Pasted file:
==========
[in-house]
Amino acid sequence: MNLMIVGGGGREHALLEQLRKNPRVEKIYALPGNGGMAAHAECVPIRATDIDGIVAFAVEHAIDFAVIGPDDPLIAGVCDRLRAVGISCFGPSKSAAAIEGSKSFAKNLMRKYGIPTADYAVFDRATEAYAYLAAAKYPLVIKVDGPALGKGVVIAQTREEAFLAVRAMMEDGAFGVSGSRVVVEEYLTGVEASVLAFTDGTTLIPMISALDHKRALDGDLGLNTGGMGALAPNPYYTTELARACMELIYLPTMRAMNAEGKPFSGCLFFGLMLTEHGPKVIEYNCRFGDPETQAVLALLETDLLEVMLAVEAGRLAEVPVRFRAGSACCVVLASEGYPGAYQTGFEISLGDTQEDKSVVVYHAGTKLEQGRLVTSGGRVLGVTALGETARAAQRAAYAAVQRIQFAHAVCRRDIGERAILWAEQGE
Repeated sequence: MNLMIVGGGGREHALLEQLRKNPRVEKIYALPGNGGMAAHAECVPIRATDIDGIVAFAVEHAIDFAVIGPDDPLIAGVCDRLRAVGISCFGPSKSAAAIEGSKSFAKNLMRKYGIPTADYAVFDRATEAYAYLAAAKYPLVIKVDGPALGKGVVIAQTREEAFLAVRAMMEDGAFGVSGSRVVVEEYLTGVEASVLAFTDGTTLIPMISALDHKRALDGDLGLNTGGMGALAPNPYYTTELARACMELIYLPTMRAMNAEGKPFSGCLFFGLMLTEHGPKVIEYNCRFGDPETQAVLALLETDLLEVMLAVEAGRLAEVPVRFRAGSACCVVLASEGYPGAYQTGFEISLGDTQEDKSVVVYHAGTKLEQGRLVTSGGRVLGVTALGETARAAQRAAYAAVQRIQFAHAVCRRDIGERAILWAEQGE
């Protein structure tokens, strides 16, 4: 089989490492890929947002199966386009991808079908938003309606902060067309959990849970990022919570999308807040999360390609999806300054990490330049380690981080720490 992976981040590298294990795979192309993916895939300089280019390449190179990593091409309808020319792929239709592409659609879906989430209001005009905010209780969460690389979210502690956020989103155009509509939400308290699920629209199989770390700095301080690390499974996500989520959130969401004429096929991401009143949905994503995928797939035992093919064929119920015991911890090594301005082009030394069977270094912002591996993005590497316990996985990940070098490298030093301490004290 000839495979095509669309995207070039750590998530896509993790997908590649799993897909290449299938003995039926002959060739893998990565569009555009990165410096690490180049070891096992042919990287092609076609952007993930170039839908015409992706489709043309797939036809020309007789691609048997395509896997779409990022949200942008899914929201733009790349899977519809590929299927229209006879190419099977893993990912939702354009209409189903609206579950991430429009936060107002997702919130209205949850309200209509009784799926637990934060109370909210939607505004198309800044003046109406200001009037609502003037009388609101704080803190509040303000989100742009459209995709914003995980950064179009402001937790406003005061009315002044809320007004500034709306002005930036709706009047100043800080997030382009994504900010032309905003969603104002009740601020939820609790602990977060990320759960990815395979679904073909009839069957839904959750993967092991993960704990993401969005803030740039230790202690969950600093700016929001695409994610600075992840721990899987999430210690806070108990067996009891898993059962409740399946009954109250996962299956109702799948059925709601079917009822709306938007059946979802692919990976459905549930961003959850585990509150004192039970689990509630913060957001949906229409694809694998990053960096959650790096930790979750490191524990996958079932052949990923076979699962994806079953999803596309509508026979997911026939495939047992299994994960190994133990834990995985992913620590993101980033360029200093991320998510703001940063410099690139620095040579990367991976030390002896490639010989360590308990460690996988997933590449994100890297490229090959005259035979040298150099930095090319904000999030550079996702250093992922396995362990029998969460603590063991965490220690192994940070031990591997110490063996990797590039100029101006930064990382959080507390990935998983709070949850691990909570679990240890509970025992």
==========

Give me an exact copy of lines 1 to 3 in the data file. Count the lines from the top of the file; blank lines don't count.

[in-house]
Amino acid sequence: MNLMIVGGGGREHALLEQLRKNPRVEKIYALPGNGGMAAHAECVPIRATDIDGIVAFAVEHAIDFAVIGPDDPLIAGVCDRLRAVGISCFGPSKSAAAIEGSKSFAKNLMRKYGIPTADYAVFDRATEAYAYLAAAKYPLVIKVDGPALGKGVVIAQTREEAFLAVRAMMEDGAFGVSGSRVVVEEYLTGVEASVLAFTDGTTLIPMISALDHKRALDGDLGLNTGGMGALAPNPYYTTELARACMELIYLPTMRAMNAEGKPFSGCLFFGLMLTEHGPKVIEYNCRFGDPETQAVLALLETDLLEVMLAVEAGRLAEVPVRFRAGSACCVVLASEGYPGAYQTGFEISLGDTQEDKSVVVYHAGTKLEQGRLVTSGGRVLGVTALGETARAAQRAAYAAVQRIQFAHAVCRRDIGERAILWAEQGE
Repeated sequence: MNLMIVGGGGREHALLEQLRKNPRVEKIYALPGNGGMAAHAECVPIRATDIDGIVAFAVEHAIDFAVIGPDDPLIAGVCDRLRAVGISCFGPSKSAAAIEGSKSFAKNLMRKYGIPTADYAVFDRATEAYAYLAAAKYPLVIKVDGPALGKGVVIAQTREEAFLAVRAMMEDGAFGVSGSRVVVEEYLTGVEASVLAFTDGTTLIPMISALDHKRALDGDLGLNTGGMGALAPNPYYTTELARACMELIYLPTMRAMNAEGKPFSGCLFFGLMLTEHGPKVIEYNCRFGDPETQAVLALLETDLLEVMLAVEAGRLAEVPVRFRAGSACCVVLASEGYPGAYQTGFEISLGDTQEDKSVVVYHAGTKLEQGRLVTSGGRVLGVTALGETARAAQRAAYAAVQRIQFAHAVCRRDIGERAILWAEQGE